What are IBS complications?
Irritable bowel syndrome (IBS) causes abdominal pain and a change in bowel movements (diarrhea or constipation or both). People with IBS may also have other symptoms or complications of the condition, like depression, anxiety, back pain, pelvic pain, hemorrhoids, or mucus in the stool.
These issues can make having the condition more challenging. There are several treatment options that can help, such as physical therapy, medications like antidepressants, and dietary changes.
IBS affects an estimated 5–10% of the general population. It is also one of the most common reasons for people missing work. —Dr. Judy Kim
1. Back Pain
Cause: Upper and lower back pain is a common issue for people with IBS. It may be referred pain, meaning that the pain from gassiness or constipation may radiate (spread) to the back. Or it may be that people with IBS are more likely to have other chronic pain syndromes.
- Physical therapy to strengthen and support back muscles
- Weight loss
- Treatments for constipation, like laxatives
- Treatments for bloating, including probiotics, simethicone, and peppermint oil
2. Pelvic pain
- Sharp or dull pain in the pelvic area (low abdomen)
- Pain during sex
- Altered bowel movements
Cause: Many people with IBS also have chronic pelvic pain (CPP). It’s not clear why, but pelvic pain may be a response to psychological stress, according to a study in the Journal of Clinical Gastroenterology. If you have IBS and pelvic pain, it’s important to see a gynecologist and a gastroenterologist (digestive tract specialist).
- Physical therapy
- Hormone therapy (birth control pills)
Some people worry that IBS can lead to colon cancer or inflammatory bowel disease. This is not true. —Dr. Kim
Cause: If you regularly have hard stool and constipation, you can develop hemorrhoids. When you strain to have a bowel movement, the blood vessels and tissue around the anus can swell and bulge. This pressure can cause hemorrhoids. Hemorrhoids can also be caused by sitting on the toilet for too long.
- Eat more fiber
- Take sitz baths
- Use topical ointments around your anus (such as Preparation H)
- Laxatives can help improve constipation
- If severe, you may need procedures to shrink hemorrhoids or cut off their blood supply, such as sclerotherapy and banding.
- Surgery to remove hemorrhoids
4. Mucus in stool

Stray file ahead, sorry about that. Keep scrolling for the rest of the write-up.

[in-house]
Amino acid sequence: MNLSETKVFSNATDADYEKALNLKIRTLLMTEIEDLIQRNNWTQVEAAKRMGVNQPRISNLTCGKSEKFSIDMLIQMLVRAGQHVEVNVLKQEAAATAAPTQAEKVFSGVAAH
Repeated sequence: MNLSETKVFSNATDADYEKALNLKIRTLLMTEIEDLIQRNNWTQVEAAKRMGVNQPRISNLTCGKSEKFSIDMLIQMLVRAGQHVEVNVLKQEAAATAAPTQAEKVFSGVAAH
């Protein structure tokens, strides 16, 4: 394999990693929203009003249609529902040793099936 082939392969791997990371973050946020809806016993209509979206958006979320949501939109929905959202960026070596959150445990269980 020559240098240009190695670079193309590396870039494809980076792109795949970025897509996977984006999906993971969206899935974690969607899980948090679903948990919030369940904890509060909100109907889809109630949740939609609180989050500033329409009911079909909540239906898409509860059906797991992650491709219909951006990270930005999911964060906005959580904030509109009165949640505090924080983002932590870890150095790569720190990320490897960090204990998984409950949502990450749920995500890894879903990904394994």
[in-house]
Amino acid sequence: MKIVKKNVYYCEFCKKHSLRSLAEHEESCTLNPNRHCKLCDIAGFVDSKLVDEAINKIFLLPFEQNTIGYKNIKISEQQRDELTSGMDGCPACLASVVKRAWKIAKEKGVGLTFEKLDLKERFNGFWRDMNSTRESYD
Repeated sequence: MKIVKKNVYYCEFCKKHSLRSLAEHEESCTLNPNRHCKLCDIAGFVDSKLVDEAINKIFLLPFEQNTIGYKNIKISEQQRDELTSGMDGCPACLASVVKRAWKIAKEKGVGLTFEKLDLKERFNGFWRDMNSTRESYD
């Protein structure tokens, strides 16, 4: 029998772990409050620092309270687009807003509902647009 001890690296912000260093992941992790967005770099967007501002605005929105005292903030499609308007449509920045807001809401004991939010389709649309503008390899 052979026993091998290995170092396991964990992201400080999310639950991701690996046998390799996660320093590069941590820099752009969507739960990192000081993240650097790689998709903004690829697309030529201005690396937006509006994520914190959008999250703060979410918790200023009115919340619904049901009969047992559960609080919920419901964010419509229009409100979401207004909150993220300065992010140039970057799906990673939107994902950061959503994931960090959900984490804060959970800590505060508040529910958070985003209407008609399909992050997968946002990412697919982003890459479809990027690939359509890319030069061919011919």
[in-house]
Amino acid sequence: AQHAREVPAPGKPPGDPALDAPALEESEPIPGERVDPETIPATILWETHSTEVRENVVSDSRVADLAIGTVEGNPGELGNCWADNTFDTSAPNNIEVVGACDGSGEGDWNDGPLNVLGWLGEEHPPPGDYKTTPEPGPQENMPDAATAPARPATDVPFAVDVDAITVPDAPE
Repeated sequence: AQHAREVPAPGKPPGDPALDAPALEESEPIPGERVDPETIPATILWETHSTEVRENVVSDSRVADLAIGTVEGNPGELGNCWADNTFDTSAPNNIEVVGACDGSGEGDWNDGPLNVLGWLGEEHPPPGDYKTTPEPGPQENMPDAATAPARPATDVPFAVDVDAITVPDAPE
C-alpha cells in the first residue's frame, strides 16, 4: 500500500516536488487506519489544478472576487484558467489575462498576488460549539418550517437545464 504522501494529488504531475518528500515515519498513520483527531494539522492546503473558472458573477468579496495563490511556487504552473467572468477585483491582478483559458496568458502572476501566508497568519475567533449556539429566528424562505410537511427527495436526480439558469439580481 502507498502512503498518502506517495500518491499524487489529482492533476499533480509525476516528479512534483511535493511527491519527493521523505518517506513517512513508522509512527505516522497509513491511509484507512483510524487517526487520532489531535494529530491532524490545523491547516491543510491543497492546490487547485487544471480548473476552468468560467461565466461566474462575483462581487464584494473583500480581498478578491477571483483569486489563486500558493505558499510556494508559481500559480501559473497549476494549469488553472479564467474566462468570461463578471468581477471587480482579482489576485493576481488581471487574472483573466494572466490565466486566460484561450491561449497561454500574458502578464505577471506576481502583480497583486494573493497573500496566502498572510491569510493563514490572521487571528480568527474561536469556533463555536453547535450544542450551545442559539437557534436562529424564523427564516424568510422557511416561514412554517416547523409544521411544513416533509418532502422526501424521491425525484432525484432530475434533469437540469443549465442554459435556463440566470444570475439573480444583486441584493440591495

- White or yellow discharge with stool
Cause: A small amount of mucus in stool is normal because it helps lubricate stool, allowing it to pass through the colon. About half of all people with IBS complain of increased mucus in stool, though it’s not understood why this occurs. Mucus in stool is usually harmless unless you have an overlapping condition, like a stomach bug (gastroenteritis) or inflammatory bowel disease.
- Avoid potential dietary triggers like lactose (found in dairy products), which may increase mucus in stool.
5. Anxiety and depression
Cause: People with IBS are more likely to have anxiety and depression than those who don’t have IBS. The brain and gut are in constant communication with each other, and disruptions in the gut-brain connection are believed to contribute to IBS. This connection may go both ways. This means that changes in mood can cause GI symptoms, and also that irritation in the gut may send signals to the brain that trigger certain emotions.
- Cognitive behavioral therapy (CBT)
- Antidepressants or anti-anxiety medication
6. Pregnancy and IBS
Women with IBS who become pregnant may notice that their symptoms change. The hormonal changes that occur during pregnancy can change your GI function and make IBS symptoms worse. For example, high levels of estrogen and progesterone can slow digestion and lead to constipation, according to a study in the American Journal of Gastroenterology. Pregnancy can also cause increased stress, which may worsen IBS symptoms.
- Dietary changes, such as increasing fiber
- Cognitive behavioral therapy
- Medications that are safe during pregnancy, including some laxatives. Talk to your doctor to make sure that your medication is safe to use during pregnancy.
Ask your doctor: What are some of the new prescription medications that have been approved for IBS? What are the specific benefits and what are the side effects associated with these therapies? —Dr. Kim
Can you get cancer or other serious complications from IBS?
IBS doesn’t make you more likely to develop more serious diseases. While some worry that IBS could increase their risk of colorectal cancer, this is not true. You may get more medical tests that expose you to low levels of radiation, but this doesn’t affect your risk of developing cancer. Also, IBS does not increase the risk of inflammatory bowel disease.
Can IBS symptoms change over time?
IBS symptoms can change over time. Some people may just have constipation or diarrhea at first and later it becomes IBS-mixed (having alternating constipation and diarrhea). Complications of IBS, such as hemorrhoids and back pain, may also develop over time. For others, IBS symptoms may actually improve as they get older.
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